The right-hand side \(\textbf{r}\) is given by

with \(O_p^d\) from equationÂ (18) and \(M_j({\varvec{\ell }})=\left\{ \textbf{S}_i {\varvec{\ell }}^\textsf{T}\, \big \vert \,{\textbf{S}}_i\in L_j\right\} \) from (19).

The main difference with the systemÂ (11) is that not only those nodes are counted that are invariant under the permutations that leave the generating node invariant, but also polynomials with the same invariance, constructed by adding the least number of monomials to obtain that invariance.

Some properties of \(\textbf{W}\) are listed next.

### Property B.1

\(r_j(d,0)=1\) for degree \(p=0\) and \(r_j(d,1)=w_{j,2}\) for degree \(p=1\), where \(j=1,\ldots ,n_{\textrm{c}}(d)\) in \(d\) dimensions.

### Proof

For degree zero (\(p=0\)), there is only one degree of freedom. The only node that has \(\nu (d,\textbf{n}_j)=1\) in equationÂ (1) is the centroid of class \(j=1\) with \(\textbf{n}_1=[d+1]\), implying \(K_j=\delta _{1,j}\) and \(r_j(d,0)=1\) for all \(j=1,\ldots ,n_{\textrm{c}}\).

A degree one element with \(p=1\) requires \(d+1\) nodes. This only can be obtained for class 2 characterized by \(\textbf{n}_2=[d-1,1]\) and having \(\nu (d,\textbf{n}_2)=d+1\). Then, \(K_j=\delta _{2,j}\) leading to \(r_j(d,1)=w_{j,2}\). \(\square \)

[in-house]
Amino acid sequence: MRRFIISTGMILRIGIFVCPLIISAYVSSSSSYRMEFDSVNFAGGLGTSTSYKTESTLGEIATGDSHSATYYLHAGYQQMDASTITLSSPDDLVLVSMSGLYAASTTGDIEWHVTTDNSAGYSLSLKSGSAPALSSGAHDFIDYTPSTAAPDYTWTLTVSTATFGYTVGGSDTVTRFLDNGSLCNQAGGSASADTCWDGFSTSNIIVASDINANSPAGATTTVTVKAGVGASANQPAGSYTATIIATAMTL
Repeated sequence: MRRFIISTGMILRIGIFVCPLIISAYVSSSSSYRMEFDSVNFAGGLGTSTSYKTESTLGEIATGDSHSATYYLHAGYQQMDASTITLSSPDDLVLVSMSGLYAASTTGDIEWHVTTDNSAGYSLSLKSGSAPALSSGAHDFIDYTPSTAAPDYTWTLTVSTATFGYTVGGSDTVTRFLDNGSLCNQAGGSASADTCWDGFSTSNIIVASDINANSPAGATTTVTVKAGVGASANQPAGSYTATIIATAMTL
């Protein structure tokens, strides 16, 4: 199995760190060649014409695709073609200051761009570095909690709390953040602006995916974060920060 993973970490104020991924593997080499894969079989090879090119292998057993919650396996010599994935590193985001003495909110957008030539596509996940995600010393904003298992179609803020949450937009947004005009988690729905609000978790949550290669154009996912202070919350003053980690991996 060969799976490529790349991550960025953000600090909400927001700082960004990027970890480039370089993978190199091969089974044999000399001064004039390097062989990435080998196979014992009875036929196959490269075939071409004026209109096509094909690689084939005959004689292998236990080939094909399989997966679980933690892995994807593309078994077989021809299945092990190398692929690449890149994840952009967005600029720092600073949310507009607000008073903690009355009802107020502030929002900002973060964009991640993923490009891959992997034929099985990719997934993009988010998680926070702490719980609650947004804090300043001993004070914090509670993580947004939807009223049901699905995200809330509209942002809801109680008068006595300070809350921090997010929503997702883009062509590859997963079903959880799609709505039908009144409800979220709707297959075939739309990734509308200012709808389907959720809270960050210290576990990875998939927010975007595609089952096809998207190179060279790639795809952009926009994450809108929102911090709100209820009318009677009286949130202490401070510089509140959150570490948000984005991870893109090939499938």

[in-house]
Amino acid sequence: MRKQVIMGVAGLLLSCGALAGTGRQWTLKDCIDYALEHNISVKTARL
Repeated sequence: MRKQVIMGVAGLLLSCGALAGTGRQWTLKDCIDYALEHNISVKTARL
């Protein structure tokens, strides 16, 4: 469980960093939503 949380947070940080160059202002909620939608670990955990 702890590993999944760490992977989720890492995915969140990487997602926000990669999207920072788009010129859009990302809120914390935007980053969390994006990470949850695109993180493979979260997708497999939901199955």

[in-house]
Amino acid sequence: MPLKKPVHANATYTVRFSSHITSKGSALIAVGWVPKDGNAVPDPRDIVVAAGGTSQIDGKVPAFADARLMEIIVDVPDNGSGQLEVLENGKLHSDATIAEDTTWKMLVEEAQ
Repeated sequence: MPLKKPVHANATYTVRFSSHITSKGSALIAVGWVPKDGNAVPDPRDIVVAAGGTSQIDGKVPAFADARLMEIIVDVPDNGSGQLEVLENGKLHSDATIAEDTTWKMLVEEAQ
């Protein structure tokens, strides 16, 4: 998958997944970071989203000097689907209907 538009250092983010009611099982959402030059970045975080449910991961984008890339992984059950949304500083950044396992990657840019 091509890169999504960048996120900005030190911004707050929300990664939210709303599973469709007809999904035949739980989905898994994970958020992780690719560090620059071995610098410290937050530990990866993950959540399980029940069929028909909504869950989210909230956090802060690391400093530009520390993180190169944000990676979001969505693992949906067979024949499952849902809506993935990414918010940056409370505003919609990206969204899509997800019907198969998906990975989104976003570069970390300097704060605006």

### Property B.2

The last row of \(\textbf{W}\) is the same as that of \(\textbf{V}\) and last row of \(\textbf{r}\) obeys \(r_{n_{\textrm{c}}(d)}(d,p)=f_{n_{\textrm{c}}(d)}(d,p)\), where \(p\ge 0\).

### Proof

Because the only permutation for \(\textbf{n}_{n_{\textrm{c}}}\) that leave a node invariant is the identity, \(N_{n_{\textrm{c}}}(\textbf{x}_i)=\textbf{x}_i\) for any node *i* and, therefore, \(X_{j,k}\) in equationÂ (16) and \(Z_{j,k} \)(B5) coincide for \(j=n_{\textrm{c}}\), proving \(v_{n_{\textrm{c}},k}=w_{n_{\textrm{c}},k}\) for \(k=1,\ldots ,n_{\textrm{c}}\). The same argument provides \(r_{n_{\textrm{c}}(d)}(d,p)=f_{n_{\textrm{c}}(d)}(d,p)\). \(\square \)

### Property B.3

The first row of \(\textbf{r}\) has entries \(r_{1}(d,p)={\textrm{p}}_{\le p}( {d+1} )\) for \(p=0,1,\ldots \), where \({\textrm{p}}_{\le k}( {n} )\) is the number of partitions of *n* into at most *k* parts.

### Proof

The Lagrange interpolating polynomial related to the centroid in class \(\textbf{n}_1\) should be invariant under all permutations of the nodes and, therefore, only depend on polynomials that are symmetric in \(x_0\) to \(x_{d}\). Let these be given by \(\lambda _k\), with \(\lambda _0=1\), \(\lambda _1=\sum _{k=0}^dx_k=1=\lambda _0\), \(\lambda _2=\sum _{k=0}^d\sum _{\ell =k+1}^dx_{k} x_\ell \) up to \(\lambda _{d+1}=\eta _{d}=\prod _{k=0}^{d} x_k\). Then, the Lagrange interpolant can be expressed as

where \(m_k\ge 0\) for \(k=1,\ldots d\) and

or